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HMRC’s online tax system will be migrated to a private cloud service through a new application development contract with Accenture.
Under the terms of the agreement, which runs to June 2020, Accenture will support HMRC’s expansion of the use of digital technologies across its primary personal tax platform, the national insurance and PAYE service.
“In support of HMRC’s innovative and customer-focused programme, we will deploy leading digital technologies to radically transform and re-engineer the national insurance and PAYE service applications and architecture, placing them at the heart of taxation for individuals,” said Mark Larsen, managing director of Accenture’s Newcastle delivery centre, who is leading Accenture’s work with HMRC.
Accenture will develop, implement and maintain a secure cloud-hosted tax management platform for individual taxpayers via its delivery centre in Newcastle.
Through the contract Accenture said it would migrate the national insurance and PAYE service application onto a private cloud infrastructure and consolidate multiple HMRC systems onto a single indivduals' tax management platform, providing a single view of each individual taxpayer.
The contract will include the transition from a batch-oriented architecture to real-time processing. That will involve modernising the tax system’s legacy user interface with web technologies, to provide what Accenture describes as “a transformed HMRC user experience”.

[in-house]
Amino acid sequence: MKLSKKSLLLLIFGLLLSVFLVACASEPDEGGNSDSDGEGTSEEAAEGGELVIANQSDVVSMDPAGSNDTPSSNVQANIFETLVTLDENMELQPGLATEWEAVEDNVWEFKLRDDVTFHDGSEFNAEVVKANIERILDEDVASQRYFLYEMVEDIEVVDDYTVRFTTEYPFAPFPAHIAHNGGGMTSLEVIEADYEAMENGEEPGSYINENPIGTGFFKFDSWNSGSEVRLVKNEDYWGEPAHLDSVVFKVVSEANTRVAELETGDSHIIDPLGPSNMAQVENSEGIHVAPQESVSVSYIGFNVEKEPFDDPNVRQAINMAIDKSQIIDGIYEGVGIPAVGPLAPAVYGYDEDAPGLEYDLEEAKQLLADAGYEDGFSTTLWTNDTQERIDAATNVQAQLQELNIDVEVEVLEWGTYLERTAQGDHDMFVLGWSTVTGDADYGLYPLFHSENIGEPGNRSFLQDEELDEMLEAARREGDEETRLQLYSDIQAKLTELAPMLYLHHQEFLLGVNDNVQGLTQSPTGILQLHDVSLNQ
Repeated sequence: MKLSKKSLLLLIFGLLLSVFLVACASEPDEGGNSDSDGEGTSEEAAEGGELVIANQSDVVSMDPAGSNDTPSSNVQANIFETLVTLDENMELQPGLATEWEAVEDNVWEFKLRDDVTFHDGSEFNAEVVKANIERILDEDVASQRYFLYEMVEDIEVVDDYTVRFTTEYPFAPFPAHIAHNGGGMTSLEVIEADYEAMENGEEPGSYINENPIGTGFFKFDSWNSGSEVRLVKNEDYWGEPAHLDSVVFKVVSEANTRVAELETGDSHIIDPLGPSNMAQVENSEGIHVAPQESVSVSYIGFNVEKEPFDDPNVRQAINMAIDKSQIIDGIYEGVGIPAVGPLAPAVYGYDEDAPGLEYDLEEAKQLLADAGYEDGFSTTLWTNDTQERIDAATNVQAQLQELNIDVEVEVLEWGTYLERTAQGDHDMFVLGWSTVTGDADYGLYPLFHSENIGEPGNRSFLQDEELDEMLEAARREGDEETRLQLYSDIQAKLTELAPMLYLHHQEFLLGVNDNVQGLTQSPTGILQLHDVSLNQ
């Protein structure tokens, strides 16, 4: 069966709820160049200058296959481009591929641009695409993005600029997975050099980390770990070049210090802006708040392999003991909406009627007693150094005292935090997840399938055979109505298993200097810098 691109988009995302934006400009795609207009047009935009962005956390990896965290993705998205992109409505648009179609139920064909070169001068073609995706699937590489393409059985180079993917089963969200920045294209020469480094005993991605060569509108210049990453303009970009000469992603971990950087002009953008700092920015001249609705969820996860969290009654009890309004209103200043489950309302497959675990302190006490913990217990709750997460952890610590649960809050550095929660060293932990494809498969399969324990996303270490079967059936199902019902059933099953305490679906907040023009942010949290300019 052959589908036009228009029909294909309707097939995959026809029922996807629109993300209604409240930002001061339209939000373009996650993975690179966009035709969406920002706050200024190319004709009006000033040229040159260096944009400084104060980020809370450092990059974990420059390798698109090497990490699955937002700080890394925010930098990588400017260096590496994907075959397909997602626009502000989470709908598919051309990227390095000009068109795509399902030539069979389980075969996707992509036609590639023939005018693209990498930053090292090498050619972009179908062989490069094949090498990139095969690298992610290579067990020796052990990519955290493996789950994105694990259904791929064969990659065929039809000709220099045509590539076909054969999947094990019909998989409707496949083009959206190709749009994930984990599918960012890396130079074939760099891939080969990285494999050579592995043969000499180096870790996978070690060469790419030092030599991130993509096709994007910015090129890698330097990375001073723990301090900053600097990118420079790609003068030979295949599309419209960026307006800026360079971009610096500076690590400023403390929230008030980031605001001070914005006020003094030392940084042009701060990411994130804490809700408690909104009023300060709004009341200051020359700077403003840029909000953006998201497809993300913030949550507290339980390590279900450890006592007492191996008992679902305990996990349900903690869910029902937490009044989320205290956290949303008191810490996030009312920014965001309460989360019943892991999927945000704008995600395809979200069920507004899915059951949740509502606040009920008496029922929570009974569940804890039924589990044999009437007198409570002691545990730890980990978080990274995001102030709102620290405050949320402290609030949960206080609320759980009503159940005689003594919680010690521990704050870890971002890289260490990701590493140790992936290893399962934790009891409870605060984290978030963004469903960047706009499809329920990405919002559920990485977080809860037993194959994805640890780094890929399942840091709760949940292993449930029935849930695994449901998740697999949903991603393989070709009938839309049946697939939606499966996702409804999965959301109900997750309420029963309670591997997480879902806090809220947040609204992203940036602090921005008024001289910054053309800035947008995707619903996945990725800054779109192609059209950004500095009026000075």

Read more about HMRC IT
- National Audit Office calls on HMRC to increase transparency and assess how moving to a digital tax system will impact businesses and individuals.
- A test version of HMRC’s long awaited personal tax accounts has been launched to assess user need.
Accenture said the applications will be delivered in an agile manner, powered by continuous integration and DevOps tools and processes.
Accenture already manages and maintains the national insurance and PAYE service for HMRC, which will support HMRC’s plans to give UK taxpayers faster and increasingly personalised services.
HMRC’s online tax system is huge, supporting millions of taxpayers. Each year the system comes under increasing strain as people rush to fill in their online tax returns just before the submission deadline. Such peaks in demand are often better handled using the public cloud.
A private cloud
The decision to get Accenture to build a private cloud rather than to use a public cloud suggests that HMRC is developing its IT to become more digital rather than rethinking how the public cloud could be exploited.
As Computer Weekly has previously reported, earlier this July the UK government’s national technology adviser, Liam Maxwell, said having an AWS UK region would be significant for government.
“The Amazon region in the UK at the end of this year is going to bring a massive change to government technology,” Maxwell said. “For so long, people haven’t been using on-demand public cloud services because they feel they want to have data resident in the UK.”
Maxwell put the savings to government of using a UK public cloud as in the order of £100m.
In July the National Audit Office recommended HMRC become more transparent with the public as it moves to become more digitised.
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